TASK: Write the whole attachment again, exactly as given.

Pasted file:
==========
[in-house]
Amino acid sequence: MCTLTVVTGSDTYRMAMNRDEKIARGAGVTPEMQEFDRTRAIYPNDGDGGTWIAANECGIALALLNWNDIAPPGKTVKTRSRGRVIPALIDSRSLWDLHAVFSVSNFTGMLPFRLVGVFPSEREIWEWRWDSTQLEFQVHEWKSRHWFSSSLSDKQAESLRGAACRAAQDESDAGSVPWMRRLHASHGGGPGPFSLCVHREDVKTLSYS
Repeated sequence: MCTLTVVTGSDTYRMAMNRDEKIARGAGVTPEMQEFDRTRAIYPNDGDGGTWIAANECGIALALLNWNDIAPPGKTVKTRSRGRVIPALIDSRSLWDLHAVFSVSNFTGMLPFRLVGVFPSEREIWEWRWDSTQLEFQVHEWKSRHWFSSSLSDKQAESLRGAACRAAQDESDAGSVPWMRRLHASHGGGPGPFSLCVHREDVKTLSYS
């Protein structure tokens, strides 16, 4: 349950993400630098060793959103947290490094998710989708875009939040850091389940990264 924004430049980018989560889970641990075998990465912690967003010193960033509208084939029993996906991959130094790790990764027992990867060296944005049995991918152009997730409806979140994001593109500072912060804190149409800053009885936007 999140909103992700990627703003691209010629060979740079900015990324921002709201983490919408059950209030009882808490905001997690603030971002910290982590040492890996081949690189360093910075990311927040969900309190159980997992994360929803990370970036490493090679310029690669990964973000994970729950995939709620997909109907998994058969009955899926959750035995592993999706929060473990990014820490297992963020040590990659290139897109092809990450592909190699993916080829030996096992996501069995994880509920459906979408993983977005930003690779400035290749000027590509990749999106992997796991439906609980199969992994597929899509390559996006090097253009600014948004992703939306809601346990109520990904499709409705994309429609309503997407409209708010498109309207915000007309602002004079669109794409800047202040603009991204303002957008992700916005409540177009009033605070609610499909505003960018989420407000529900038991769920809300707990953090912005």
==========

[in-house]
Amino acid sequence: MCTLTVVTGSDTYRMAMNRDEKIARGAGVTPEMQEFDRTRAIYPNDGDGGTWIAANECGIALALLNWNDIAPPGKTVKTRSRGRVIPALIDSRSLWDLHAVFSVSNFTGMLPFRLVGVFPSEREIWEWRWDSTQLEFQVHEWKSRHWFSSSLSDKQAESLRGAACRAAQDESDAGSVPWMRRLHASHGGGPGPFSLCVHREDVKTLSYS
Repeated sequence: MCTLTVVTGSDTYRMAMNRDEKIARGAGVTPEMQEFDRTRAIYPNDGDGGTWIAANECGIALALLNWNDIAPPGKTVKTRSRGRVIPALIDSRSLWDLHAVFSVSNFTGMLPFRLVGVFPSEREIWEWRWDSTQLEFQVHEWKSRHWFSSSLSDKQAESLRGAACRAAQDESDAGSVPWMRRLHASHGGGPGPFSLCVHREDVKTLSYS
């Protein structure tokens, strides 16, 4: 349950993400630098060793959103947290490094998710989708875009939040850091389940990264 924004430049980018989560889970641990075998990465912690967003010193960033509208084939029993996906991959130094790790990764027992990867060296944005049995991918152009997730409806979140994001593109500072912060804190149409800053009885936007 999140909103992700990627703003691209010629060979740079900015990324921002709201983490919408059950209030009882808490905001997690603030971002910290982590040492890996081949690189360093910075990311927040969900309190159980997992994360929803990370970036490493090679310029690669990964973000994970729950995939709620997909109907998994058969009955899926959750035995592993999706929060473990990014820490297992963020040590990659290139897109092809990450592909190699993916080829030996096992996501069995994880509920459906979408993983977005930003690779400035290749000027590509990749999106992997796991439906609980199969992994597929899509390559996006090097253009600014948004992703939306809601346990109520990904499709409705994309429609309503997407409209708010498109309207915000007309602002004079669109794409800047202040603009991204303002957008992700916005409540177009009033605070609610499909505003960018989420407000529900038991769920809300707990953090912005």